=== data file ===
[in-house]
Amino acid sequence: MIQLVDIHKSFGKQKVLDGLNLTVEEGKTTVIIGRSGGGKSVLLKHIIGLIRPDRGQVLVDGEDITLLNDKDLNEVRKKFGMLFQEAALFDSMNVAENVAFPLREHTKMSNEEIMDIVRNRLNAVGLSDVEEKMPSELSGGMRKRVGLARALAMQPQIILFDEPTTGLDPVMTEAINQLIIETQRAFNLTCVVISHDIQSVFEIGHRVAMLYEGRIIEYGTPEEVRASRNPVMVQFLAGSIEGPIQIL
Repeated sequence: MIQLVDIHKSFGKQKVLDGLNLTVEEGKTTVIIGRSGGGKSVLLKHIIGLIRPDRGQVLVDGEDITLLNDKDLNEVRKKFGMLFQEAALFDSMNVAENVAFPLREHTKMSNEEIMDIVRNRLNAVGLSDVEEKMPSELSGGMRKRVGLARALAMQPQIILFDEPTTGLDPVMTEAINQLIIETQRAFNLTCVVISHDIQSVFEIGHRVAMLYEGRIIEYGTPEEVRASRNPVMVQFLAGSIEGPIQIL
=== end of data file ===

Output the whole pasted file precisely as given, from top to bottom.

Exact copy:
[in-house]
Amino acid sequence: MIQLVDIHKSFGKQKVLDGLNLTVEEGKTTVIIGRSGGGKSVLLKHIIGLIRPDRGQVLVDGEDITLLNDKDLNEVRKKFGMLFQEAALFDSMNVAENVAFPLREHTKMSNEEIMDIVRNRLNAVGLSDVEEKMPSELSGGMRKRVGLARALAMQPQIILFDEPTTGLDPVMTEAINQLIIETQRAFNLTCVVISHDIQSVFEIGHRVAMLYEGRIIEYGTPEEVRASRNPVMVQFLAGSIEGPIQIL
Repeated sequence: MIQLVDIHKSFGKQKVLDGLNLTVEEGKTTVIIGRSGGGKSVLLKHIIGLIRPDRGQVLVDGEDITLLNDKDLNEVRKKFGMLFQEAALFDSMNVAENVAFPLREHTKMSNEEIMDIVRNRLNAVGLSDVEEKMPSELSGGMRKRVGLARALAMQPQIILFDEPTTGLDPVMTEAINQLIIETQRAFNLTCVVISHDIQSVFEIGHRVAMLYEGRIIEYGTPEEVRASRNPVMVQFLAGSIEGPIQIL